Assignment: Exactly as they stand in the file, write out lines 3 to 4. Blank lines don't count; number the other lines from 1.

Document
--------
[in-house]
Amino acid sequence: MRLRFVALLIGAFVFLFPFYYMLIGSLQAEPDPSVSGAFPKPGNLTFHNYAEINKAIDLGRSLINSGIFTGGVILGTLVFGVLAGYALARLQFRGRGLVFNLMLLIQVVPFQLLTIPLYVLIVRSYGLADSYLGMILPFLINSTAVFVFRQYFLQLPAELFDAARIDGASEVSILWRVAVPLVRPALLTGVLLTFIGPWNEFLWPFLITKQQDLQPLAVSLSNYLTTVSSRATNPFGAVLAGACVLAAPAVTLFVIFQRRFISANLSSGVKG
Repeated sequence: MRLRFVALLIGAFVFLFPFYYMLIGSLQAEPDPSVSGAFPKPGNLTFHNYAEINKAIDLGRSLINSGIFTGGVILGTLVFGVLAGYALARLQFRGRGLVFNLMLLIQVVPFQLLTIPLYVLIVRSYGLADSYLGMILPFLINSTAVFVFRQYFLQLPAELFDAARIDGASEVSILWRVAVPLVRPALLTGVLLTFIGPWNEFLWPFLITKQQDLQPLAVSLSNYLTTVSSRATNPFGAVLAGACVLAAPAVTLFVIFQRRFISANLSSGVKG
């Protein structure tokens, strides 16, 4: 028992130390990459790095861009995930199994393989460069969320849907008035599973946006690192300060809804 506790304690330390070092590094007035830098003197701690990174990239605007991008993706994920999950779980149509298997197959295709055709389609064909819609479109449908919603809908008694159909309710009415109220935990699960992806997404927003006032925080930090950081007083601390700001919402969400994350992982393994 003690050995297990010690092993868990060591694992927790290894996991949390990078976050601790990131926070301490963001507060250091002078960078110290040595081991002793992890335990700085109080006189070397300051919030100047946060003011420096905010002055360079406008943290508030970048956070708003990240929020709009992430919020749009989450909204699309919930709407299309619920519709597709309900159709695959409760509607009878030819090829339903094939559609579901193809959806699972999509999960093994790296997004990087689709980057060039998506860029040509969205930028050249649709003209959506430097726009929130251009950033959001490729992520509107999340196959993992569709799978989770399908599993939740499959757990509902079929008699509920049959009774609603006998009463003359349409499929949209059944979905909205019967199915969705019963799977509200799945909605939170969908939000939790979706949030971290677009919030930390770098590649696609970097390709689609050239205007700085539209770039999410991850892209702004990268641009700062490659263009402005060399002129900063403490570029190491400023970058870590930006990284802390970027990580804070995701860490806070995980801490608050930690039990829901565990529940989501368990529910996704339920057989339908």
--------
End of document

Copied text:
Repeated sequence: MRLRFVALLIGAFVFLFPFYYMLIGSLQAEPDPSVSGAFPKPGNLTFHNYAEINKAIDLGRSLINSGIFTGGVILGTLVFGVLAGYALARLQFRGRGLVFNLMLLIQVVPFQLLTIPLYVLIVRSYGLADSYLGMILPFLINSTAVFVFRQYFLQLPAELFDAARIDGASEVSILWRVAVPLVRPALLTGVLLTFIGPWNEFLWPFLITKQQDLQPLAVSLSNYLTTVSSRATNPFGAVLAGACVLAAPAVTLFVIFQRRFISANLSSGVKG
């Protein structure tokens, strides 16, 4: 028992130390990459790095861009995930199994393989460069969320849907008035599973946006690192300060809804 506790304690330390070092590094007035830098003197701690990174990239605007991008993706994920999950779980149509298997197959295709055709389609064909819609479109449908919603809908008694159909309710009415109220935990699960992806997404927003006032925080930090950081007083601390700001919402969400994350992982393994 003690050995297990010690092993868990060591694992927790290894996991949390990078976050601790990131926070301490963001507060250091002078960078110290040595081991002793992890335990700085109080006189070397300051919030100047946060003011420096905010002055360079406008943290508030970048956070708003990240929020709009992430919020749009989450909204699309919930709407299309619920519709597709309900159709695959409760509607009878030819090829339903094939559609579901193809959806699972999509999960093994790296997004990087689709980057060039998506860029040509969205930028050249649709003209959506430097726009929130251009950033959001490729992520509107999340196959993992569709799978989770399908599993939740499959757990509902079929008699509920049959009774609603006998009463003359349409499929949209059944979905909205019967199915969705019963799977509200799945909605939170969908939000939790979706949030971290677009919030930390770098590649696609970097390709689609050239205007700085539209770039999410991850892209702004990268641009700062490659263009402005060399002129900063403490570029190491400023970058870590930006990284802390970027990580804070995701860490806070995980801490608050930690039990829901565990529940989501368990529910996704339920057989339908």